{YSP} yoga sutras of patanjali 1.1: the power of now

I was thinking something maybe fun/interesting to do would be a short series of blogs and thoughts about patanjali's yoga sutras. I'm currently in a 500 hour yoga teacher training (I know, I haven't talked about it at all...yet...) and my teacher was saying how we'll mostly focus on the first sixteen sutras - sometimes called the "sweet sixteen" and that eventually she'd like us to have a working explanation/definition of these sixteen sutras. so, like, if someone came up to me and was all, "oh-em-gee- what's this yoga stuff?!" I could hypothetically give an answer based on philosophy instead of just being like, "dude, totes like bending over and putting your foot behind your head and stuff." (clearly, I'm just kidding...I hope it's clear anyway. ha!)

I'm using Edwin Bryant's edition of the sutras for a few reasons. first, I kind of know him. I mean, we're not like chums or anything, but my oldest daughter's (madhavi) father used to rent a room from him and so I kind of got to know him that way - like when I was picking up/dropping her off and stuff. also madhavi and Dr. Bryant's daughter are about the same age and they would play together in the summers. He also hosts (or at least used to - not sure if he still does) a kirtan at his home every so often, and I used to go pretty regularly. I have so many friends who have studied with him (as he is also a professor at Rutgers). He is also a follower in the krishna-bhakti/vaisnava tradition, which makes me feel like his commentaries/interpretations are soundly based in the same tradition that I follow. he also has a british accent. this actually doesn't have anything to do with anything other than it's just kind of cool.

so I thought I would just take it one sutra at a time and just give some thoughts. now, seriously, anyone who knows me knows that I'm the least philosophical person out there - so these are literally just my thoughts. let's not get carried away thinking that I know what I'm talking about or that I even remotely believe that I think that I know something.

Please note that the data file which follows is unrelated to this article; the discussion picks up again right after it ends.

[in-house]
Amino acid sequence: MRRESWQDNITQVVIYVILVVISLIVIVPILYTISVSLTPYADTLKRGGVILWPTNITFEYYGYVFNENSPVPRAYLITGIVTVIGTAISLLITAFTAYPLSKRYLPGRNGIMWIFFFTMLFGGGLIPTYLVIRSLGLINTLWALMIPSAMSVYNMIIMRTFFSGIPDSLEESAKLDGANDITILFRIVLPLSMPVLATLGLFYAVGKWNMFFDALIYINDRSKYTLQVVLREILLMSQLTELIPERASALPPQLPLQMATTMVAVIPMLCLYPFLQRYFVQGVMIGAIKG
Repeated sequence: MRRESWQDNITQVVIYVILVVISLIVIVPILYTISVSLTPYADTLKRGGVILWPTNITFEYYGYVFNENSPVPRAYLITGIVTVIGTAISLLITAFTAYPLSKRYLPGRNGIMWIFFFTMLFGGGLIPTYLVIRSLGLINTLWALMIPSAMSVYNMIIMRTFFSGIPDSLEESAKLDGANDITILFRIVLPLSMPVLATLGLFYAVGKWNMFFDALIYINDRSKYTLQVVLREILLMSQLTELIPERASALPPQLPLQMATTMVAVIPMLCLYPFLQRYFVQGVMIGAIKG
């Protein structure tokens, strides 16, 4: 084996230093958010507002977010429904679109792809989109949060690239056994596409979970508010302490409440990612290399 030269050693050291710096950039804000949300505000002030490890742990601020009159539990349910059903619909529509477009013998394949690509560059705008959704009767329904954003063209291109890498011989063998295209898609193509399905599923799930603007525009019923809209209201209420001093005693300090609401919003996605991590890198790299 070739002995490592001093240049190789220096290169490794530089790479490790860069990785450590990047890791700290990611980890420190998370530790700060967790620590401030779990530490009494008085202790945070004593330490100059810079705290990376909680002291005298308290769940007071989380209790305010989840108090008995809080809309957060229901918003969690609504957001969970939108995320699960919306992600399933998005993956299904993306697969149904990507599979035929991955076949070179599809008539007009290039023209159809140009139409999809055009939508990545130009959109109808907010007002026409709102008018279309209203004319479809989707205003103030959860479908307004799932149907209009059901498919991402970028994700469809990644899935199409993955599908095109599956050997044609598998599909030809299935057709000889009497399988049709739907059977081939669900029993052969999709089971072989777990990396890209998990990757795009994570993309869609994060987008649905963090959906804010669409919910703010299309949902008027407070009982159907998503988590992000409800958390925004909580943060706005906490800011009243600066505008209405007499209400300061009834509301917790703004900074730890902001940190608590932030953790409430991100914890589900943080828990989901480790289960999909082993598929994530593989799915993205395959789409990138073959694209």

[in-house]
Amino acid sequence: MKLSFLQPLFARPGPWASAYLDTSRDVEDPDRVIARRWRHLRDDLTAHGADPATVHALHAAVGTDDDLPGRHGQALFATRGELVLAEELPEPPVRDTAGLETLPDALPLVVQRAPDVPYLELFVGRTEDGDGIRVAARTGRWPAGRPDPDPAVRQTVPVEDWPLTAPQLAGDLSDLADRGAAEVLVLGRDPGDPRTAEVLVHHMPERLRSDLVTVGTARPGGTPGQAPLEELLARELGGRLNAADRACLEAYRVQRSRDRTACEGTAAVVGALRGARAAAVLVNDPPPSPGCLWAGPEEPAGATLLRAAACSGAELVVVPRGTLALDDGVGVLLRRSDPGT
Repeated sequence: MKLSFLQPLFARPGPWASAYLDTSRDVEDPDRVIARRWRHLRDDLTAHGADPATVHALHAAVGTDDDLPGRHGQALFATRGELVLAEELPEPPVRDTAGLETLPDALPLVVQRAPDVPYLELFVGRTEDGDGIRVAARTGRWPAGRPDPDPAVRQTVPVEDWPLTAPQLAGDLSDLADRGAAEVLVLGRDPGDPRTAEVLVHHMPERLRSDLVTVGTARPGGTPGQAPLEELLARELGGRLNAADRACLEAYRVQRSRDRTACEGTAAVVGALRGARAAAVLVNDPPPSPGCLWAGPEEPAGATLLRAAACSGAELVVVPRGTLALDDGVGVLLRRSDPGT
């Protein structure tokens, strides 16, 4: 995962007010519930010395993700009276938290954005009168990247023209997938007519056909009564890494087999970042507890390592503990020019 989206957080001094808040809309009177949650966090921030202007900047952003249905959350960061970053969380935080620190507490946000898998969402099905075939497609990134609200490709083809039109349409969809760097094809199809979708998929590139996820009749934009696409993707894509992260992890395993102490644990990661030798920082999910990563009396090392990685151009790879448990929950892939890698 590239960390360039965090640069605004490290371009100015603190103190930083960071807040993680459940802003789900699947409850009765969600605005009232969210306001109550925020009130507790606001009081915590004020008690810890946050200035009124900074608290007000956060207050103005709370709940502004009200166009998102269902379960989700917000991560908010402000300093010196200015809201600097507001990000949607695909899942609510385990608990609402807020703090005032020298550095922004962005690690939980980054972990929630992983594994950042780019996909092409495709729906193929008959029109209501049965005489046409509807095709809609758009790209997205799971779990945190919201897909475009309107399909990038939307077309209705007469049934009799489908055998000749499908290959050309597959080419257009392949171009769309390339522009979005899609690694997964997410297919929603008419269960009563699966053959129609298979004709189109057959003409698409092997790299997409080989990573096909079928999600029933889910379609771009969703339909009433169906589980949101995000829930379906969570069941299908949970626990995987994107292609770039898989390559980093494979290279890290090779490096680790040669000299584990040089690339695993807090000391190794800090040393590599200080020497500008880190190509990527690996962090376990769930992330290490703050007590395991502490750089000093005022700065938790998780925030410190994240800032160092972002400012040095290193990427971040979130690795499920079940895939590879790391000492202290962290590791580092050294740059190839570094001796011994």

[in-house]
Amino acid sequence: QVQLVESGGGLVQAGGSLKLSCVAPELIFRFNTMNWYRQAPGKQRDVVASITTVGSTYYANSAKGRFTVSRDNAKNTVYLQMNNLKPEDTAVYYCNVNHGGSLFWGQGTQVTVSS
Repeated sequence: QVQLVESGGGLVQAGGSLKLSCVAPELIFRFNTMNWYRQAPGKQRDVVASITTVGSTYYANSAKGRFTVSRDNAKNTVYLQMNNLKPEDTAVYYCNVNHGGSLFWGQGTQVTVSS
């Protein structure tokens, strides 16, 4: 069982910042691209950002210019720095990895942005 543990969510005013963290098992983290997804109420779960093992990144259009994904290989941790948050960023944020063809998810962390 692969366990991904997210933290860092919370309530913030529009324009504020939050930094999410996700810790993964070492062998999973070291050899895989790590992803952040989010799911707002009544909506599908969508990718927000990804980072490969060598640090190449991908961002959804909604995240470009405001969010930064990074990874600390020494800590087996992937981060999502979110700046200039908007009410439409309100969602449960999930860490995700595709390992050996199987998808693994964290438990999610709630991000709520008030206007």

now that we have that all straight... let's get to it.

the first sutra reads:

अथ योगानुशासनम्॥१॥
atha yogānuśāsanam

Dr. Bryant's translation is "Now, the teachings of yoga [are presented]." I've also heard this translated as "Now is the time for yoga," which a little bit speaks more to my thoughts on this verse. so I'll kind of jump between notes I took and my thoughts...

- initial verses of any sacred text usually begin by announcing the specific nature of the subject.
- he (patanjali) starts with the word atha, which means "now".  
now... like right now, in this moment, we are going to talk about yoga. not yesterday, not tomorrow. dude, right now. and me, patanjali, I'm about to tell you all about it - yoga - what it is, what it isn't, and how to get it and do it. 
but also, now is the time...because everything in the world is so f'ed up that we need to get down to business immediately... which leads to my note from Dr. Bryant's commentary...

- when we exhaust all else, then we come to this...the highest: yoga.

who was the first person to realize this was the way to go about it?

- when Hranyagarbha wakes up on top of the lotus, he is immediately overwhelmed - so he stills the mind - this is the first practice of yoga (and is a total hint about the definition of the word "yoga"!!)

so patanjali ...

- picks up the scattered pieces (about yoga) from the puranas and herein gives us the essence.
- by using the prefix anu patanjali himself indicates that he (is not the creator) is continuing something (in terms of explaining yoga) that has already been started.

my summary for this verse: there's no better time than right now for yoga. come 'n get it.

1 comment:

Ellen Jonker said...

Very interesting. You are so devoted and inspired.